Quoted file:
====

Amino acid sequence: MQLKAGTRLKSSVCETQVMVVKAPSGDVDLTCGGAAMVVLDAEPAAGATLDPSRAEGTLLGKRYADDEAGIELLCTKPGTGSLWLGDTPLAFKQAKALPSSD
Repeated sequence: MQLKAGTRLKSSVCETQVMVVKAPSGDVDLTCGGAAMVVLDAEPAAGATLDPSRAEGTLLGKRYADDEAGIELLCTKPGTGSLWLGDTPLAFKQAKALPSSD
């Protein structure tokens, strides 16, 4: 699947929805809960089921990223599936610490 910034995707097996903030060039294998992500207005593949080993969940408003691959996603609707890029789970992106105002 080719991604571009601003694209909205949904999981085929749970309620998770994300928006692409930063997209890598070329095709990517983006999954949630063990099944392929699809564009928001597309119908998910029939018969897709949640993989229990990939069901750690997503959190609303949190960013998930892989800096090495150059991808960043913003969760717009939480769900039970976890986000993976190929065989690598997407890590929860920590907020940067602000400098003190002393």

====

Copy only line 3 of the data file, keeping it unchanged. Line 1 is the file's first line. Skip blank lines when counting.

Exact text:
């Protein structure tokens, strides 16, 4: 699947929805809960089921990223599936610490 910034995707097996903030060039294998992500207005593949080993969940408003691959996603609707890029789970992106105002 080719991604571009601003694209909205949904999981085929749970309620998770994300928006692409930063997209890598070329095709990517983006999954949630063990099944392929699809564009928001597309119908998910029939018969897709949640993989229990990939069901750690997503959190609303949190960013998930892989800096090495150059991808960043913003969760717009939480769900039970976890986000993976190929065989690598997407890590929860920590907020940067602000400098003190002393």